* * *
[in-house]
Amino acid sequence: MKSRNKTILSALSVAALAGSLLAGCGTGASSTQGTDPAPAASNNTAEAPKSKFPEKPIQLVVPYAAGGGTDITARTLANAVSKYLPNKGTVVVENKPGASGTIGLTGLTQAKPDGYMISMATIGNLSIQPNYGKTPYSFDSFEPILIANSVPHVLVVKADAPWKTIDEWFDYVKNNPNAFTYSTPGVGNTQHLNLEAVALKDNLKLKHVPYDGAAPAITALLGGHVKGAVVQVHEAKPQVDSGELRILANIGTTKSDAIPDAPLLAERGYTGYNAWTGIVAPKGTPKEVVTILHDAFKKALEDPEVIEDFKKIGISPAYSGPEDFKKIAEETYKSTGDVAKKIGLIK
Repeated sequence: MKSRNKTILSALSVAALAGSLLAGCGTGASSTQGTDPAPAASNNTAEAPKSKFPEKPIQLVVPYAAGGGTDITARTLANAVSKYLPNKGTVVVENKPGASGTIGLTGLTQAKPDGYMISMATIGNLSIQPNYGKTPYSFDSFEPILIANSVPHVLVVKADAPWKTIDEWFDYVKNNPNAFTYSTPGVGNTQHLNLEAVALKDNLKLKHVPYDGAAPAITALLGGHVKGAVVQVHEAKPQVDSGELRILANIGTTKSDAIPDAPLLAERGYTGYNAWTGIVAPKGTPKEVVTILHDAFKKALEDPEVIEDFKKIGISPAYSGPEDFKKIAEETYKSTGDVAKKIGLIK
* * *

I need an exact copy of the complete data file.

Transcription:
[in-house]
Amino acid sequence: MKSRNKTILSALSVAALAGSLLAGCGTGASSTQGTDPAPAASNNTAEAPKSKFPEKPIQLVVPYAAGGGTDITARTLANAVSKYLPNKGTVVVENKPGASGTIGLTGLTQAKPDGYMISMATIGNLSIQPNYGKTPYSFDSFEPILIANSVPHVLVVKADAPWKTIDEWFDYVKNNPNAFTYSTPGVGNTQHLNLEAVALKDNLKLKHVPYDGAAPAITALLGGHVKGAVVQVHEAKPQVDSGELRILANIGTTKSDAIPDAPLLAERGYTGYNAWTGIVAPKGTPKEVVTILHDAFKKALEDPEVIEDFKKIGISPAYSGPEDFKKIAEETYKSTGDVAKKIGLIK
Repeated sequence: MKSRNKTILSALSVAALAGSLLAGCGTGASSTQGTDPAPAASNNTAEAPKSKFPEKPIQLVVPYAAGGGTDITARTLANAVSKYLPNKGTVVVENKPGASGTIGLTGLTQAKPDGYMISMATIGNLSIQPNYGKTPYSFDSFEPILIANSVPHVLVVKADAPWKTIDEWFDYVKNNPNAFTYSTPGVGNTQHLNLEAVALKDNLKLKHVPYDGAAPAITALLGGHVKGAVVQVHEAKPQVDSGELRILANIGTTKSDAIPDAPLLAERGYTGYNAWTGIVAPKGTPKEVVTILHDAFKKALEDPEVIEDFKKIGISPAYSGPEDFKKIAEETYKSTGDVAKKIGLIK